Rookie White Cop Shoots Black Teen In The Back As He Ran Away

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The 18-year-old, who was accused of stealing jewelry from a Virginia house, still has a bullet lodged in his abdomen.

 

In October 2017, a white police officer in Portsmouth, Virginia, shot and wounded an African-American teenager accused of burglary. The cop said the suspect pointed a gun at him. However, the body cam footage of the shooting, obtained by The Virginian-Pilot, paints a drastically different picture contradicting the officer’s account.

Officer Jeremy Durocher was responding to a robbery call when he saw Deontrace Ward, who was accused of stealing jewelry from the house. When the video began, the cop already had his gun out and opened fire as soon as he spotted the 18-year-old trying to run away. He shot twice as Ward tried to climb over a fence before yelling “he has a gun” — even though the only weapon visible in the footage is the one held by Durocher.

From the gap in the fence, Ward could be seen falling to the ground after the bullets hit his back, but the rookie officer still pursued and shot him two more times. 

That’s when the other cops approached the suspect, yelling at him to stay down and pulling his hands behind his back to place handcuffs. Ward can be heard saying “I can’t breath,” to which a female officer callously replied, “You’ll be fine.”

Meanwhile, Durocher insisted the suspect, who was lying motionless on the ground, had a gun.

“I swear to God you will regret it,” the unidentified officer told Ward, ordering him not to reach for his weapon.

Upon not finding any firearm near the suspect, the cops asked him where it was before turning their attention towards Durocher, who said Ward “didn’t shoot, but he had it [pointed] at me as he come out the window.”

“That scared me so bad, when I saw the gun waved at me,” he added.

Although it wasn’t captured on the department-issued body cam, authorities claimed they found a .45-caliber handgun hidden between Ward’s knees and ankles. Considering the teen was shot in the back and still has a bullet lodged in his stomach, it is rather hard to believe he was supposedly able to hide the gun right after he was shot — that too without being noticed by the cops or the camera.

Moreover, how was Ward a threat when he was running away from the cop, even if he was guilty? Also, if cops could arrest alleged Parkland school shooter Nikolas Cruz (who killed 17 people) and alleged Waffle House shooter Travis Reinking (who killed 4 people) without shooting and wounding them, why can’t they use the same tactics for black suspects for far less dangerous crimes?

“I feel he shot for no reason,” Ward said during an interview at the Hampton Roads Regional Jail. “I was just pretty much trying to get away. Showing no aggression.”

He said the shooting would have made some sense if he had a gun out or had run toward the officer.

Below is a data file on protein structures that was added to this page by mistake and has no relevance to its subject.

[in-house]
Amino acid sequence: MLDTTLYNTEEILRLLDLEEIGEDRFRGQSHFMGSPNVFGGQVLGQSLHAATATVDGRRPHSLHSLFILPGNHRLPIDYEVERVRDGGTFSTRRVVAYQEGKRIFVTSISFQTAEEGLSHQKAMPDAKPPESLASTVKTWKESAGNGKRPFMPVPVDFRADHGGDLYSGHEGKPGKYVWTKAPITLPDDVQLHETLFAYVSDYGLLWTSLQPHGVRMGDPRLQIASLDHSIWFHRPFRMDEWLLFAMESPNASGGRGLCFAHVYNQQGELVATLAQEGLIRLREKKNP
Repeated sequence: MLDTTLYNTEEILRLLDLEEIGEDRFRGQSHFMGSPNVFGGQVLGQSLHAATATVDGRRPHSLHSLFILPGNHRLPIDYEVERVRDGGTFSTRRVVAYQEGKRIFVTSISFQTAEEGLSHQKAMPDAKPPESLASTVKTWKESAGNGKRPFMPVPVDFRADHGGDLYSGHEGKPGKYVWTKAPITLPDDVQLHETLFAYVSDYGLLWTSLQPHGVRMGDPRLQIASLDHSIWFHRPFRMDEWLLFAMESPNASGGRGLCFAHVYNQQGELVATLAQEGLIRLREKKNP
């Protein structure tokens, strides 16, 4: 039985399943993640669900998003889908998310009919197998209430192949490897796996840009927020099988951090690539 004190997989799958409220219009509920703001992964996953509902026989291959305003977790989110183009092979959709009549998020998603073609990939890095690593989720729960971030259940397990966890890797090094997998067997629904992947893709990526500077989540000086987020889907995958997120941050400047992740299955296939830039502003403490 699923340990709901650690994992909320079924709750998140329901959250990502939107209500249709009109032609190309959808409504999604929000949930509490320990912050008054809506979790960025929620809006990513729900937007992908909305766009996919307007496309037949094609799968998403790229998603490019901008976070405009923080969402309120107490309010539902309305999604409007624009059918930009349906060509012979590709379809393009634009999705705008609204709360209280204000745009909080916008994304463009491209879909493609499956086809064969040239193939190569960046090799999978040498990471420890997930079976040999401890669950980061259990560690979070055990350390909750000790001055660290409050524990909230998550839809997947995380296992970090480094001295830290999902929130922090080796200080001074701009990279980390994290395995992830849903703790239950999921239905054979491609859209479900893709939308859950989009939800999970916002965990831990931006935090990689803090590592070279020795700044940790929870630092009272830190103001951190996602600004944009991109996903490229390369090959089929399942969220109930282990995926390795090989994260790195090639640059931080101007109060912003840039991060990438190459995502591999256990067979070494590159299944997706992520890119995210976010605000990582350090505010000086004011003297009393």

“But if I'm just running away, I shouldn't get shot,” he said.

Ward’s mother also shared her son’s sentiments.

“It was heartbreaking to see my son shot while running away,” said Eboni West. “He didn’t deserve to get shot.”

At a time when the African-American community is already protesting brutal police killings of unarmed black men — one of who was shot in his own backyard — this particular shooting could’ve ended in an absolute tragedy.

However, Durocher's attorney, Nicholas Renninger, claimed his client’s actions were “absolutely justified, without reservation.”

“The suspect was armed, had burglarized a home and was clearly a danger and a threat in that regard,” Renninger said, according to The Virginian-Pilot. “I have no qualms whatsoever in saying that my client’s actions in protecting himself and those around him were justified.”

Meanwhile, in an interview with the South Texas College of Law Houston newspaper, Kenneth Williams, who is a recognized expert on police’s use of force, wondered how “the gun could have gone from Ward's hand to the bottom of his pant leg so quickly.”

“That said, I think a prosecution of the police (officer) would be extremely difficult because the officer's claim of seeing a gun being waved at him would be hard to refute,” he explained, adding juries “tend to give the police the benefit of the doubt when they claim to have seen a weapon on a suspect.”

The Office of Portsmouth Commonwealth's Attorney Stephanie Morales also released a statement.

“The Virginia State Police conducted an investigation into this matter and provided its investigative results to our office,” it said. “Our office is now working to investigate further and to obtain every relevant fact in this matter. Upon completion of our investigation we will apply the law to the facts and determine whether use of force was justified or not pursuant to the law. We will provide an update when a determination is made.”

Thumbnail/Banner Credits: Pixabay

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